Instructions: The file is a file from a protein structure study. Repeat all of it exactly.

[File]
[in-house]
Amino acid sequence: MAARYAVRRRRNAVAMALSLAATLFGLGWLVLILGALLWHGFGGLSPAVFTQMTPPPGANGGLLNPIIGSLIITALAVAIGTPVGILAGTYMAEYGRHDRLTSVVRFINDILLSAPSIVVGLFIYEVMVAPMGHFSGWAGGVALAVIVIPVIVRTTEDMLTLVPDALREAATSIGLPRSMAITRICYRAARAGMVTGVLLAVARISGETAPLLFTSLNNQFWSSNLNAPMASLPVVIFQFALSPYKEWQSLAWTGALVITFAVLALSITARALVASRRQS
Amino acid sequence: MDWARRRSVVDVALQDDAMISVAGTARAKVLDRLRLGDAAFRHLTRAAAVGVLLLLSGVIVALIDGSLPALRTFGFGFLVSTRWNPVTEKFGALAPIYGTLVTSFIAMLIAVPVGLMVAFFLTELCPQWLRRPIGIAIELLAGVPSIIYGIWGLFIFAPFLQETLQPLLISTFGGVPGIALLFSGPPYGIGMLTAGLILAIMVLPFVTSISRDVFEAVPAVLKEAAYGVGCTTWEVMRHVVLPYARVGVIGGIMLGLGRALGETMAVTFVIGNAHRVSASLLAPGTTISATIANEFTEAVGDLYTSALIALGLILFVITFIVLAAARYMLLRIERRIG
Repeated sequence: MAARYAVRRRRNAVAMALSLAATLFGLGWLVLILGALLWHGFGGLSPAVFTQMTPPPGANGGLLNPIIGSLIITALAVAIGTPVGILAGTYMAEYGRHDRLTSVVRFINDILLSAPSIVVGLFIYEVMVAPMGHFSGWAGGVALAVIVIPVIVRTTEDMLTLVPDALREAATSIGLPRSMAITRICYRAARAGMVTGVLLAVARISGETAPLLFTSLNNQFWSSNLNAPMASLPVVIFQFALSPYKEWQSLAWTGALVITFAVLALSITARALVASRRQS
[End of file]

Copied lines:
[in-house]
Amino acid sequence: MAARYAVRRRRNAVAMALSLAATLFGLGWLVLILGALLWHGFGGLSPAVFTQMTPPPGANGGLLNPIIGSLIITALAVAIGTPVGILAGTYMAEYGRHDRLTSVVRFINDILLSAPSIVVGLFIYEVMVAPMGHFSGWAGGVALAVIVIPVIVRTTEDMLTLVPDALREAATSIGLPRSMAITRICYRAARAGMVTGVLLAVARISGETAPLLFTSLNNQFWSSNLNAPMASLPVVIFQFALSPYKEWQSLAWTGALVITFAVLALSITARALVASRRQS
Amino acid sequence: MDWARRRSVVDVALQDDAMISVAGTARAKVLDRLRLGDAAFRHLTRAAAVGVLLLLSGVIVALIDGSLPALRTFGFGFLVSTRWNPVTEKFGALAPIYGTLVTSFIAMLIAVPVGLMVAFFLTELCPQWLRRPIGIAIELLAGVPSIIYGIWGLFIFAPFLQETLQPLLISTFGGVPGIALLFSGPPYGIGMLTAGLILAIMVLPFVTSISRDVFEAVPAVLKEAAYGVGCTTWEVMRHVVLPYARVGVIGGIMLGLGRALGETMAVTFVIGNAHRVSASLLAPGTTISATIANEFTEAVGDLYTSALIALGLILFVITFIVLAAARYMLLRIERRIG
Repeated sequence: MAARYAVRRRRNAVAMALSLAATLFGLGWLVLILGALLWHGFGGLSPAVFTQMTPPPGANGGLLNPIIGSLIITALAVAIGTPVGILAGTYMAEYGRHDRLTSVVRFINDILLSAPSIVVGLFIYEVMVAPMGHFSGWAGGVALAVIVIPVIVRTTEDMLTLVPDALREAATSIGLPRSMAITRICYRAARAGMVTGVLLAVARISGETAPLLFTSLNNQFWSSNLNAPMASLPVVIFQFALSPYKEWQSLAWTGALVITFAVLALSITARALVASRRQS